The bill that actually “took our rights,” SB 435, passed in 2010, and applies to motorcycles manufactured after January 1st, 2013. Those of you who are keeping track will realize that 2013 was six years ago.

There are other sections of the vehicle code that govern exhaust and noise levels, but you’re gonna have to research further yourself if you’re interested—we’re probably going to be busy responding to pissed-off, poorly spelled attacks from snowflake libs who like to cherry-pick when and where things like personal responsibility apply to them. “Libs” in this case are Libertarians and other self-styled “defenders of liberty.”

Smart companies like Yoshimura responded to the changes brought about by SB 435 by beginning to manufacture “Qualified Manufacturer Declared Replacement Parts” like this pipe for Kawasaki’s bitchin’ Z900RS, a bike we thought sounded pretty damn sweet from the factory.

CityBike’s perspective on such things has always been simple: you get caught, you pay the price, not bawl and blubber about “tyranny” and how much California sucks now. If you’re going to behave like an antisocial asshole or even just break the law (because sometimes it’s fun), do it out of the public eye like we do (most of the time) so your behavior doesn’t unnecessarily affect your fellow motorcyclists (or your fellow humans).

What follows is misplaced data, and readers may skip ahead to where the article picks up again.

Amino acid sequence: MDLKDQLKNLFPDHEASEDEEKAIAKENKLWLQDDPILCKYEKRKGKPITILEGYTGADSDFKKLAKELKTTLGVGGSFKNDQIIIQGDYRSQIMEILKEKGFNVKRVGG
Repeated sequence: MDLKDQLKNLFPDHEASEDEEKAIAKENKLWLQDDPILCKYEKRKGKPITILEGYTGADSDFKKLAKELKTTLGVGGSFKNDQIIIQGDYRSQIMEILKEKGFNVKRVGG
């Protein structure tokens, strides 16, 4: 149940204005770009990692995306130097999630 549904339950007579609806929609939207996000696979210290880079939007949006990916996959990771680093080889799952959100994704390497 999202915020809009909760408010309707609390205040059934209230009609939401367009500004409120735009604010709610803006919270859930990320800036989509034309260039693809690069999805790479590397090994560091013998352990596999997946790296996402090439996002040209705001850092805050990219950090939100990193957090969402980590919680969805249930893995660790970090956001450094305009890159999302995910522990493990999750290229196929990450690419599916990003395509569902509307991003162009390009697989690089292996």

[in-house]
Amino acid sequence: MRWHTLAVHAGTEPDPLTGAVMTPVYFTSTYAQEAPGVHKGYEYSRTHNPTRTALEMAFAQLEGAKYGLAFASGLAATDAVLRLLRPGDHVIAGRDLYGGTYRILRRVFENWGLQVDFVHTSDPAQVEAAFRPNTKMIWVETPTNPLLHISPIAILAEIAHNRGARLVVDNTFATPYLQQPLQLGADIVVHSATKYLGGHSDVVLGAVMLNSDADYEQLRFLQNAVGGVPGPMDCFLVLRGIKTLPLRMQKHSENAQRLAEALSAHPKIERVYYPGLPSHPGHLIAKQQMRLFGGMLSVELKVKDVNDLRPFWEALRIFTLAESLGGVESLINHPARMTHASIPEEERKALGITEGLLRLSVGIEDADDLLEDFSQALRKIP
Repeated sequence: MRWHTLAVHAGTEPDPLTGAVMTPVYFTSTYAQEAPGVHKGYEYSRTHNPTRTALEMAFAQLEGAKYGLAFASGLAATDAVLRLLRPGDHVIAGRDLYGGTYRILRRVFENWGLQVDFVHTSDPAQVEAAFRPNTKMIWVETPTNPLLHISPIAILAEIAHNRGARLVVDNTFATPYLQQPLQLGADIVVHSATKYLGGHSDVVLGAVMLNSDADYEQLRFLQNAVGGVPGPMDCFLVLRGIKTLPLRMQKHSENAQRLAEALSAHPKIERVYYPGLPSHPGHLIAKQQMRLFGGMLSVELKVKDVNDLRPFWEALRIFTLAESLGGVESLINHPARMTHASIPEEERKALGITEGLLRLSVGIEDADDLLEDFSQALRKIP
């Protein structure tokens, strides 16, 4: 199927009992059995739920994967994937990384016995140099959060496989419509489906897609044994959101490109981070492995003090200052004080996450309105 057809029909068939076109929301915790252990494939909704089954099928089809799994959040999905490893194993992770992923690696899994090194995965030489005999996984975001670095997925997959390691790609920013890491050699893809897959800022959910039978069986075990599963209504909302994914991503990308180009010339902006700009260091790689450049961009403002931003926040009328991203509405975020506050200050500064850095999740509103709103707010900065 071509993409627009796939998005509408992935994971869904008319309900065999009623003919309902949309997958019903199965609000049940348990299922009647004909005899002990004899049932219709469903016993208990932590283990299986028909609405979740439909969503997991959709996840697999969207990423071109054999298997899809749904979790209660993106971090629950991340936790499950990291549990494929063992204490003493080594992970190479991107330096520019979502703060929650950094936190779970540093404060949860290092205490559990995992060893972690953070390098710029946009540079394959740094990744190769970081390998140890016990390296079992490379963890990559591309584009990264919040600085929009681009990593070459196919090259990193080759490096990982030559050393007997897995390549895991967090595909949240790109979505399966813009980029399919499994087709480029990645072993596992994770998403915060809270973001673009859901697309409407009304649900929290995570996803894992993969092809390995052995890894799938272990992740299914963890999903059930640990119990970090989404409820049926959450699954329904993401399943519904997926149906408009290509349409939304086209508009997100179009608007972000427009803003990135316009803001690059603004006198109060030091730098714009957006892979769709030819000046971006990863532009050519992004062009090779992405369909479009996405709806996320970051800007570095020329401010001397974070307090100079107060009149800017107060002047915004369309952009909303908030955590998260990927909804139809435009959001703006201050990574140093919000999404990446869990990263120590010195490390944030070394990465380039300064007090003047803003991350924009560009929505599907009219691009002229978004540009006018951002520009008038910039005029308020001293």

Yes, a nice exhaust note is pleasing to the ear of many a gearhead, but “loud” doesn’t necessarily equate to “nice,” and excessively loud exhausts are annoying not just to the large group of people that some motorcyclists myopically dumb down to “moto-hating cagers,” but to many riders as well. Repeating the stupid slogan “loud pipes save lives” ad nauseam doesn’t make it true, and “let those who ride decide” is roughly as effective and intelligent as claiming helmets hurt more than they help.

Adding fuel to the fire. Artwork by Mr. Jensen.Further, real riders know that the true joys of hooning—or just cruising—are largely derived from riding itself, not from being a self-important, loud-mouthed asshole, and that’s what riding with an excessively loud pipe makes you.

It’s also worth noting that the time to complain about this sort of legislation is before these laws pass—in this case, years ago. This is why we keep harping on the necessity of education and involvement, of joining and supporting organizations like the AMA, even if their various positions don’t jive perfectly with your own.

18 Responses

  1. Chumley Wombat

    Yosh and Akripovich ARE CARB-legal for at least my ride, the Yamaha FZ/MT-07. If other companies want to legally sell THEIR pipes in this state, then they, too, will have to get their products certified. Not such a big deal, people.

    Reply
  2. Kelly A